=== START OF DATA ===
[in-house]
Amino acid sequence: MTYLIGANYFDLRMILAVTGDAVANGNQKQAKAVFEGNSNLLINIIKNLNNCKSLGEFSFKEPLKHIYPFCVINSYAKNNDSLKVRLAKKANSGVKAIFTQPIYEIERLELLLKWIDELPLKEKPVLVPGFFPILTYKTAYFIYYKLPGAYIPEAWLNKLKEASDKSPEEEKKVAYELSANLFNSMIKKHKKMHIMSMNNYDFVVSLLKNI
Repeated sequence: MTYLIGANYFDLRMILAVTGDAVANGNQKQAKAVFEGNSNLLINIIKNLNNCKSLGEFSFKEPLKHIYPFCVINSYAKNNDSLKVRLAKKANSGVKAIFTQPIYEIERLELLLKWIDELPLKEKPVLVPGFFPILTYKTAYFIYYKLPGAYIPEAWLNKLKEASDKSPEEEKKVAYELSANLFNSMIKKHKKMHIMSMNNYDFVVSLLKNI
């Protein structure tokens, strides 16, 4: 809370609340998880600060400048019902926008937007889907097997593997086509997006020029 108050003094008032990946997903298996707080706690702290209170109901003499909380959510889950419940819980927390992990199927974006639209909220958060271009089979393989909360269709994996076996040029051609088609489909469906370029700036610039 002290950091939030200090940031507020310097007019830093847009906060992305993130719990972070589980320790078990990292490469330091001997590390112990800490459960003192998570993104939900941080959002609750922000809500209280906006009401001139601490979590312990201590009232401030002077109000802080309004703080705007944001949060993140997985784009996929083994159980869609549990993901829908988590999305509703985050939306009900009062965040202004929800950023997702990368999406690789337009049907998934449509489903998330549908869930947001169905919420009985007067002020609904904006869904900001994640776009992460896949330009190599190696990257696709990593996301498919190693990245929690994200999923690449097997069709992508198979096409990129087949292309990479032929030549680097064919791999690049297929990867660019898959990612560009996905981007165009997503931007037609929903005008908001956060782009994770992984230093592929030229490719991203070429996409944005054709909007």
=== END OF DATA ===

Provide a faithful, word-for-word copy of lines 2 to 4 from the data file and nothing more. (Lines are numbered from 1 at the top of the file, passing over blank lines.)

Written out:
Amino acid sequence: MTYLIGANYFDLRMILAVTGDAVANGNQKQAKAVFEGNSNLLINIIKNLNNCKSLGEFSFKEPLKHIYPFCVINSYAKNNDSLKVRLAKKANSGVKAIFTQPIYEIERLELLLKWIDELPLKEKPVLVPGFFPILTYKTAYFIYYKLPGAYIPEAWLNKLKEASDKSPEEEKKVAYELSANLFNSMIKKHKKMHIMSMNNYDFVVSLLKNI
Repeated sequence: MTYLIGANYFDLRMILAVTGDAVANGNQKQAKAVFEGNSNLLINIIKNLNNCKSLGEFSFKEPLKHIYPFCVINSYAKNNDSLKVRLAKKANSGVKAIFTQPIYEIERLELLLKWIDELPLKEKPVLVPGFFPILTYKTAYFIYYKLPGAYIPEAWLNKLKEASDKSPEEEKKVAYELSANLFNSMIKKHKKMHIMSMNNYDFVVSLLKNI
């Protein structure tokens, strides 16, 4: 809370609340998880600060400048019902926008937007889907097997593997086509997006020029 108050003094008032990946997903298996707080706690702290209170109901003499909380959510889950419940819980927390992990199927974006639209909220958060271009089979393989909360269709994996076996040029051609088609489909469906370029700036610039 002290950091939030200090940031507020310097007019830093847009906060992305993130719990972070589980320790078990990292490469330091001997590390112990800490459960003192998570993104939900941080959002609750922000809500209280906006009401001139601490979590312990201590009232401030002077109000802080309004703080705007944001949060993140997985784009996929083994159980869609549990993901829908988590999305509703985050939306009900009062965040202004929800950023997702990368999406690789337009049907998934449509489903998330549908869930947001169905919420009985007067002020609904904006869904900001994640776009992460896949330009190599190696990257696709990593996301498919190693990245929690994200999923690449097997069709992508198979096409990129087949292309990479032929030549680097064919791999690049297929990867660019898959990612560009996905981007165009997503931007037609929903005008908001956060782009994770992984230093592929030229490719991203070429996409944005054709909007």